A while ago I talked about OctoPrint, a handy application that lets you control your 3D printer directly from your PC using a Raspberry Pi mini-computer as an interface. I meant to get it set up shortly after writing that post, but things intervened and I never got round to it. Well, today I finally got round to it!
To use OctoPrint you’ll obviously need a Raspberry Pi. I have a 4B model but the Zero 2, 3B and 3B+ are all powerful enough to run the software. If you want to be able to watch your prints remotely you’ll also need either the Raspberry Pi camera module or a webcam. Finally, you need OctoPrint itself. This comes with a custom version of the tiny computer’s OS, called OctoPi. If you’ve used a Pi before you’ll know it uses a Debian-based Linux OS with a graphic interface similar to Windows. Well, OctoPi doesn’t bother with the graphic interface, but it does run on the same Raspbian core. OctoPi trims off all the pretty but resource-hogging graphics and just gives you the core and the OctoPrint software.
Because the Raspberry Pi runs its operating system from a TF card, changing OS is nothing like doing it on an actual PC. It’s a pretty painless task. The first step is to download and install the Raspberry Pi imager on your PC. Now put an empty TF card into your card reader and open the imager. Click the Choose OS button, scroll down to Other Specific Purpose OS and click on that, select 3D Printing and, finally, click OctoPi and select the stable version. Now click the Storage button and select your TF card. Finally, click on the Settings button at the bottom right. Check the box beside Set username and password and then set a password. Don’t change the username from the default value of pi; if you do, it won’t work. Check the box beside Configure wireless LAN and insert your WiFi network name (SSID) and password. Finally, click Save, return to the main screen and click Write.
The imager will compile OctoPi and write it to your TF card. This will probably take a couple of minutes, but once it’s done all you have to do is load the card into the Raspberry Pi, power it up and wait for it to scroll through a mass of text. When it asks for the username and password, enter them. The Raspberry Pi has now been turned into your OctoPrint server, and it’s already running.
Now you need to open the OctoPrint online client. Create an account if you don’t have one already, and log in. The client will give you a setup menu to work through, which is all pretty straightforward. Then you can create a printer profile. There are some premade profiles around, but while there’s one for the Ender 3 V2 there isn’t one for the (much more popular) Ender 3. Luckily it’s extremely easy to create one. Go through the dropdown menus and check boxes, entering the correct settings for your printer. For the Ender 3 these are:
- Form factor: Rectangular
- Origin: Lower Left
- Heated Bed: Yes
- Heated Chamber: No
- Width: 220mm
- Depth: 220mm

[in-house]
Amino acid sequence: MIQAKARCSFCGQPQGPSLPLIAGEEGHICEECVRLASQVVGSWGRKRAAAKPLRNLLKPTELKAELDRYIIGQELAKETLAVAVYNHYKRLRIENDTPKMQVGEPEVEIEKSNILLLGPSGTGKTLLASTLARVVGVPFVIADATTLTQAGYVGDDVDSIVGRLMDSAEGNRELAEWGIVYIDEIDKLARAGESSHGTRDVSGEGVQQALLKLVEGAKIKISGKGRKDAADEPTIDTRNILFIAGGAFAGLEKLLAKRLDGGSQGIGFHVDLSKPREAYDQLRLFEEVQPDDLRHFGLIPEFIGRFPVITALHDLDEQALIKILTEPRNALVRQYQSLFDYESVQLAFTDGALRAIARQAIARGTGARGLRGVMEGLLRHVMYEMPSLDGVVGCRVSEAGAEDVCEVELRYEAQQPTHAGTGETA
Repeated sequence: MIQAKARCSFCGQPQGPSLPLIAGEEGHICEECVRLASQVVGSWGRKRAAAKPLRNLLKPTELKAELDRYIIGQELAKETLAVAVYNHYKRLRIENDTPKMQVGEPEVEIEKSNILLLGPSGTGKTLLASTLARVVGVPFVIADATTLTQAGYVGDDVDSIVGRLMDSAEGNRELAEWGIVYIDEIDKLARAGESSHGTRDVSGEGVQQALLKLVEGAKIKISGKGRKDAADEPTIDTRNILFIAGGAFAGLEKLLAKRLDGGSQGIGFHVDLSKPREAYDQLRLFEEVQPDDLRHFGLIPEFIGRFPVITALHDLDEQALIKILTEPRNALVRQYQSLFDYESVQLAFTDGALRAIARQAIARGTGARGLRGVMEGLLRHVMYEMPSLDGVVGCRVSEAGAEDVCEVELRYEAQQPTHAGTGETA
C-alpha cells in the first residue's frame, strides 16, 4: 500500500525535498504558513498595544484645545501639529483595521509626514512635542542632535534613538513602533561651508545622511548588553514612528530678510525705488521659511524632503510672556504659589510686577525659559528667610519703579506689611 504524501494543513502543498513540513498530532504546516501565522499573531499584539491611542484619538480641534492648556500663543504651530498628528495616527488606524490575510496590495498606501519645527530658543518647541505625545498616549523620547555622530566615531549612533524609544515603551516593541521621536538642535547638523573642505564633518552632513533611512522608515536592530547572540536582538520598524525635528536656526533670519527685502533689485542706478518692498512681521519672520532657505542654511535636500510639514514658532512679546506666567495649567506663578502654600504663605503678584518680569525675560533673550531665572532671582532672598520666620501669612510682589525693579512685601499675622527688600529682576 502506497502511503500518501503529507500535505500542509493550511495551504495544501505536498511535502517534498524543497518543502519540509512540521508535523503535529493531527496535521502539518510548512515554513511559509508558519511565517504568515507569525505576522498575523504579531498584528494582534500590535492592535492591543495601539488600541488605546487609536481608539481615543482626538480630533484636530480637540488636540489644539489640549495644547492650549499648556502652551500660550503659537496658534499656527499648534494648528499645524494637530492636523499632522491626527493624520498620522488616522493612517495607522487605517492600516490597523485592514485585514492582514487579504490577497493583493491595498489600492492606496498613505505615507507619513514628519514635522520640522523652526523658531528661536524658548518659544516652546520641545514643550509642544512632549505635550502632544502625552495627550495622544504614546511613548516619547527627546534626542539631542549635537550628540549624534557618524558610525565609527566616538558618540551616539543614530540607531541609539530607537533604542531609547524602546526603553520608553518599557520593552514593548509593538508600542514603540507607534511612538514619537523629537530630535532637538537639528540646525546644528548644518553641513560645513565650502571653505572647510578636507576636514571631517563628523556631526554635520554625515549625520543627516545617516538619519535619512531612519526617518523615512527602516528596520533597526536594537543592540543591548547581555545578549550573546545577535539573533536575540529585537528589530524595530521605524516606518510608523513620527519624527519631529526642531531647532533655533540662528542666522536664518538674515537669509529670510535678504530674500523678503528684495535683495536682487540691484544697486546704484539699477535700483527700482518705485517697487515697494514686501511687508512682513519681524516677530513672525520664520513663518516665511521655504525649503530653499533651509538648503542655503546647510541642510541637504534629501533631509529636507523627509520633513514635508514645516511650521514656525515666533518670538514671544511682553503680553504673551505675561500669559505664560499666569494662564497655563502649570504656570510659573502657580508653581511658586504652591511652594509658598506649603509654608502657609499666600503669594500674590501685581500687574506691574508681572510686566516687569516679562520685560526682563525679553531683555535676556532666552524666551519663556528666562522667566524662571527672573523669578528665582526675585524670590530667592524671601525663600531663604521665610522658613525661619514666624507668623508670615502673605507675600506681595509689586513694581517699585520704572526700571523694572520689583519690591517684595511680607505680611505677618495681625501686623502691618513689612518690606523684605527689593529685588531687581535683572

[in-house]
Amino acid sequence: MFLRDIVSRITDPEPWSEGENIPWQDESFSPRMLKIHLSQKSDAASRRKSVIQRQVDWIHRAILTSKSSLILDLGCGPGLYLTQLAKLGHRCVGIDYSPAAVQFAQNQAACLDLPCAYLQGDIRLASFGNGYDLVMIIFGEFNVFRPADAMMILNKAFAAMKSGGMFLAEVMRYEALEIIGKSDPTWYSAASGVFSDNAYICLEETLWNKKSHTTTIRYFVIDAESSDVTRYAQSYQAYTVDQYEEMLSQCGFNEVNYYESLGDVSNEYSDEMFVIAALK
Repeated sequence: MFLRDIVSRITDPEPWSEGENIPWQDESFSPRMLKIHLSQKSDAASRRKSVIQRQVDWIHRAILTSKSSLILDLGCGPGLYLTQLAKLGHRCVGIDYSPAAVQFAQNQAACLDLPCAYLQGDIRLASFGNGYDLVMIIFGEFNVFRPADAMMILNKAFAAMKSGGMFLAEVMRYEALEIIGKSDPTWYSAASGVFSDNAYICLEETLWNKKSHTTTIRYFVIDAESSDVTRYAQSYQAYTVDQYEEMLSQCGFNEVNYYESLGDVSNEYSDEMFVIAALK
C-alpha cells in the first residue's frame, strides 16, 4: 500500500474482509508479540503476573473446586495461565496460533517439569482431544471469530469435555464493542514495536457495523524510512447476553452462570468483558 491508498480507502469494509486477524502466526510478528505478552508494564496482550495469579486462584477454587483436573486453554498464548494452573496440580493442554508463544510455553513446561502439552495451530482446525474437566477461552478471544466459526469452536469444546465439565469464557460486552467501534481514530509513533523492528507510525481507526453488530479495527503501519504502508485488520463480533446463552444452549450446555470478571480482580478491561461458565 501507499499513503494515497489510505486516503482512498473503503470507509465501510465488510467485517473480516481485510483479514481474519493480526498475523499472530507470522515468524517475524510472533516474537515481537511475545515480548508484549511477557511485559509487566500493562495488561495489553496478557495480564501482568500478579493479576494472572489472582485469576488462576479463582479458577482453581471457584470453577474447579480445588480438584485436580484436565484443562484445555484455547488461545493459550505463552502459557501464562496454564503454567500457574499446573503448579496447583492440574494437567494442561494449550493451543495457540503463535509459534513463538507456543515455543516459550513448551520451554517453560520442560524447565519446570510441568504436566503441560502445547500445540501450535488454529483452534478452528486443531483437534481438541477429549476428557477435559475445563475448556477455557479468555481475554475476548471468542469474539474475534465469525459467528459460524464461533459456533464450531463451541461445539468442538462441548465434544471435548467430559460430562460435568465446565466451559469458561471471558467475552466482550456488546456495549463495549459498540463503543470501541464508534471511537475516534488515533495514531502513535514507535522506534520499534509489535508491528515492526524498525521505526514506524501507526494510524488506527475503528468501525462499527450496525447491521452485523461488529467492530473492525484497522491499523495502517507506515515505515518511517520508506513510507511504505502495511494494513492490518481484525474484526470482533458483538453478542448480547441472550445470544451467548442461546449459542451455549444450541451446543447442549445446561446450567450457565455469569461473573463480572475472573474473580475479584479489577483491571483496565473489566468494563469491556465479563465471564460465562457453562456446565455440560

- Height: 250mm
- Axes: Default**
- Custom Bounding Box: No
- Nozzle Diameter: 0.4mm
- Number of Extruders: 1
Next, enter the connection settings on the dropdown menus:
- Serial Port: /dev/ttyUSB0
- Baudrate: AUTO
Connecting The 3D Printer
OctoPrint will now bring up its control panel then try, and fail, to find your printer. Now connect the Raspberry Pi to the printer with a USB cable; you’ll need a mini USB plug for an 8-bit Ender 3, or micro USB for the latest 32-bit boards. Make sure the printer is turned on, then hit the Connect button in the client. Your printer’s status should appear in OctoPrint, and you’re good to go. Instead of having to copy print files to TF cards – and be honest; how often have you dropped one and watched it disappear under the printer? – you can just upload it to the Raspberry Pi through the client and hit the Print button.
OctoPrint’s abilities don’t end at letting you easily load files, though. You can monitor, and adjust, your hot end and bed temperatures at any time during the print. You can manually move the print head. You can use the GCode Viewer to view the print job’s progress in real time. If your Raspberry Pi is fitted with a camera, or has a webcam connected, you can even view the printer’s progress remotely. The camera on my Raspberry Pi isn’t working, for some reason, but I plan to fix that in the next few days. I need to come up with a way to mount the Pi inside the printer enclosure so it can see the print bed, and tidy up the cables; right now it’s hanging off the edge of my desk like a spider in a web, which isn’t particularly professional looking.
In an upcoming article we’ll look at using OctoPrint to remotely view the print job and make time-lapse videos. We’ll also explore its features in more detail, and try adding some plugins to give it more capabilities. So far, though, I’m really pleased with this software. At last I can send jobs direct from the PC to my 3D printer, just like I can with my boring old laser printer – and that’s the way it should be.